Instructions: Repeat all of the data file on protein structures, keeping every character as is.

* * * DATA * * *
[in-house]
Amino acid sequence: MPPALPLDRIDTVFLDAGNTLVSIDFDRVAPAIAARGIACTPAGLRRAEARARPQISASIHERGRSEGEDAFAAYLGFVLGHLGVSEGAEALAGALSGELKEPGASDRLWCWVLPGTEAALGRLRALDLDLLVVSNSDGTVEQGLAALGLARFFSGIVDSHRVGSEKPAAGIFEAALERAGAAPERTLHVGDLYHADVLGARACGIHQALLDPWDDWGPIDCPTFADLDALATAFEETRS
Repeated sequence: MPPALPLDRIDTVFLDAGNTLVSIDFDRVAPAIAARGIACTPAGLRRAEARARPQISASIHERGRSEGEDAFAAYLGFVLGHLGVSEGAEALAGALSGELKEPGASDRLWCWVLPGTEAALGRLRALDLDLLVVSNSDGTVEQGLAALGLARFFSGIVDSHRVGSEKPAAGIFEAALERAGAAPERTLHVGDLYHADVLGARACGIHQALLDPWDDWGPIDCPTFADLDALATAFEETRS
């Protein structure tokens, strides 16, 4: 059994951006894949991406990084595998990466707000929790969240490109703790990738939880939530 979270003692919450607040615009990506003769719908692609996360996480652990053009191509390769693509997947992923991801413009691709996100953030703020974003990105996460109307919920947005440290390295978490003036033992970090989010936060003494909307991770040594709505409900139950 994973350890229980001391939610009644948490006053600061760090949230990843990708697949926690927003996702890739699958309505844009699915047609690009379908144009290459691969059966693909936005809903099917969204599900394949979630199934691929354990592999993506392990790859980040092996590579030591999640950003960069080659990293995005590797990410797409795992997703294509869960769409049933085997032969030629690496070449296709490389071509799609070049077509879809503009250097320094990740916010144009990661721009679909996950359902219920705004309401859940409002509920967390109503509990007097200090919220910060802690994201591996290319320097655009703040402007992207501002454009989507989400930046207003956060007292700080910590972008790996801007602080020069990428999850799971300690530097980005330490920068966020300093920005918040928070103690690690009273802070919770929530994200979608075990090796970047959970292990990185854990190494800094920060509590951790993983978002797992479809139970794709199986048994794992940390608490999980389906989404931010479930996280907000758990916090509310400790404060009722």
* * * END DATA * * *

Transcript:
[in-house]
Amino acid sequence: MPPALPLDRIDTVFLDAGNTLVSIDFDRVAPAIAARGIACTPAGLRRAEARARPQISASIHERGRSEGEDAFAAYLGFVLGHLGVSEGAEALAGALSGELKEPGASDRLWCWVLPGTEAALGRLRALDLDLLVVSNSDGTVEQGLAALGLARFFSGIVDSHRVGSEKPAAGIFEAALERAGAAPERTLHVGDLYHADVLGARACGIHQALLDPWDDWGPIDCPTFADLDALATAFEETRS
Repeated sequence: MPPALPLDRIDTVFLDAGNTLVSIDFDRVAPAIAARGIACTPAGLRRAEARARPQISASIHERGRSEGEDAFAAYLGFVLGHLGVSEGAEALAGALSGELKEPGASDRLWCWVLPGTEAALGRLRALDLDLLVVSNSDGTVEQGLAALGLARFFSGIVDSHRVGSEKPAAGIFEAALERAGAAPERTLHVGDLYHADVLGARACGIHQALLDPWDDWGPIDCPTFADLDALATAFEETRS
């Protein structure tokens, strides 16, 4: 059994951006894949991406990084595998990466707000929790969240490109703790990738939880939530 979270003692919450607040615009990506003769719908692609996360996480652990053009191509390769693509997947992923991801413009691709996100953030703020974003990105996460109307919920947005440290390295978490003036033992970090989010936060003494909307991770040594709505409900139950 994973350890229980001391939610009644948490006053600061760090949230990843990708697949926690927003996702890739699958309505844009699915047609690009379908144009290459691969059966693909936005809903099917969204599900394949979630199934691929354990592999993506392990790859980040092996590579030591999640950003960069080659990293995005590797990410797409795992997703294509869960769409049933085997032969030629690496070449296709490389071509799609070049077509879809503009250097320094990740916010144009990661721009679909996950359902219920705004309401859940409002509920967390109503509990007097200090919220910060802690994201591996290319320097655009703040402007992207501002454009989507989400930046207003956060007292700080910590972008790996801007602080020069990428999850799971300690530097980005330490920068966020300093920005918040928070103690690690009273802070919770929530994200979608075990090796970047959970292990990185854990190494800094920060509590951790993983978002797992479809139970794709199986048994794992940390608490999980389906989404931010479930996280907000758990916090509310400790404060009722």